Scientists at Queen Mary, University of London have discovered that the characteristic shape of a man's urine stream could be used to help diagnose urinary problems.
The research, published in PLOS One today is the first study to analyse the specific pattern a man's urine makes and whether it could be used to detect prostate problems.
Co-author Dr Martin Knight from Queen Mary's School of Engineering and Materials Science explained: "The characteristic shape is due to the surface tension in the urine and the elliptical shape of the urethra.
"The computer model matched perfectly to experiments in the laboratory and also with video data of human volunteers. There was an excellent correlation between the shape of the urine stream and the urine flow rate."
The medical engineers at Queen Mary used 60 healthy volunteers and 60 patients to test whether self-measurement of the shape of the urine stream could be used to predict maximum urine flow rate.
They found that a simple measurement of the characteristic shape of the flow pattern could accurately predict the maximum urine flow rate; important in the diagnosis of urinary problems such as those associated with prostate enlargement.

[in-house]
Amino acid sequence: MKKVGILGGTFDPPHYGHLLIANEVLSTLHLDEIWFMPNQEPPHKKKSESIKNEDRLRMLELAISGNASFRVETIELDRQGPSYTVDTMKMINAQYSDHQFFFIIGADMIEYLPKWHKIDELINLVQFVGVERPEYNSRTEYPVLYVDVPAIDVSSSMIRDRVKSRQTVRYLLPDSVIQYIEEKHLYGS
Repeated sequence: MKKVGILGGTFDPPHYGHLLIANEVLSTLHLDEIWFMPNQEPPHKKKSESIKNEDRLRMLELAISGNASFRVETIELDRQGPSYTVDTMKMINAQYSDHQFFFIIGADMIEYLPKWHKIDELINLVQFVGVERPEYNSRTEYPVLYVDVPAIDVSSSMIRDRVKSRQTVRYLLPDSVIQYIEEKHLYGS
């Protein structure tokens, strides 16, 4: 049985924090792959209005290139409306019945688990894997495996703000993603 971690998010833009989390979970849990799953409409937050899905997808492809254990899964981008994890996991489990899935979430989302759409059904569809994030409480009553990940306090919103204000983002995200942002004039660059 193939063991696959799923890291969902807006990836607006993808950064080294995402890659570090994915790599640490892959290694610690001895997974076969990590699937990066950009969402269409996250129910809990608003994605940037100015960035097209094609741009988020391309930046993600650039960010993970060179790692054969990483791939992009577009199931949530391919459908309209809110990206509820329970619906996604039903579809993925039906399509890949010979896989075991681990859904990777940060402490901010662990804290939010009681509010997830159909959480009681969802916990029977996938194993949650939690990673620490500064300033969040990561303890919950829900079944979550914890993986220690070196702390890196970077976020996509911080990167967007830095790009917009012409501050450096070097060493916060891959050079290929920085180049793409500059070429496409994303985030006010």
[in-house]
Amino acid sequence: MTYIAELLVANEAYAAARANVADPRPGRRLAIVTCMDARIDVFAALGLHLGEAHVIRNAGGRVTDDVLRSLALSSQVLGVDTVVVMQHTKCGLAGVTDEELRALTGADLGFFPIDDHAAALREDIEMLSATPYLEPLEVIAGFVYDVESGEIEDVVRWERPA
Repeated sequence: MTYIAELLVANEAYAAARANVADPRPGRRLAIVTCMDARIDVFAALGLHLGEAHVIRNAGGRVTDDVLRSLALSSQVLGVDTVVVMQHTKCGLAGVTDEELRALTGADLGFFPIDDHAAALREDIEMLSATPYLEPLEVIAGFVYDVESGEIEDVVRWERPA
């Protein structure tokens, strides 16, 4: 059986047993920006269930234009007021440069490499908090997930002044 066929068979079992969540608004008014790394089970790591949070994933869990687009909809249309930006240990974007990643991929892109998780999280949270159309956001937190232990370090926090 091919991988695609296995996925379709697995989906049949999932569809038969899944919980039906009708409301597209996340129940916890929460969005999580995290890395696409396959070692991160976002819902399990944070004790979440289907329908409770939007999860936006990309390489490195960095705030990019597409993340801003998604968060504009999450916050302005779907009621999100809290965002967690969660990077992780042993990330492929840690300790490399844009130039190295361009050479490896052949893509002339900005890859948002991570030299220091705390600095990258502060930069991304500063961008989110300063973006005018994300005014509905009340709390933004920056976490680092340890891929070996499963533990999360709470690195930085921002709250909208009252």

According to Prostate Cancer UK, about four out of every ten men over the age of 50 (40 per cent) and three out of four men in their 70s (75 per cent) have urinary symptoms that may be caused by an enlarged prostate.
Dr Knight said: "This research began as a student project when a team of urologists asked Queen Mary to come up with a simple non-invasive way of measuring urine flow rate that could be easily used at home where patient's urine flow rates are likely to be more typical than when urinating in hospital.
"The current techniques, although very accurate, are difficult or expensive to use reliably outside of the clinic. This new approach may therefore represent a useful solution to this important medical engineering problem, allowing men to easily monitor their urine flow rate."
More information: 'The shape of the urine stream – from biophysics to diagnostics' will be published in the journal PLOS One on 16 October 2012.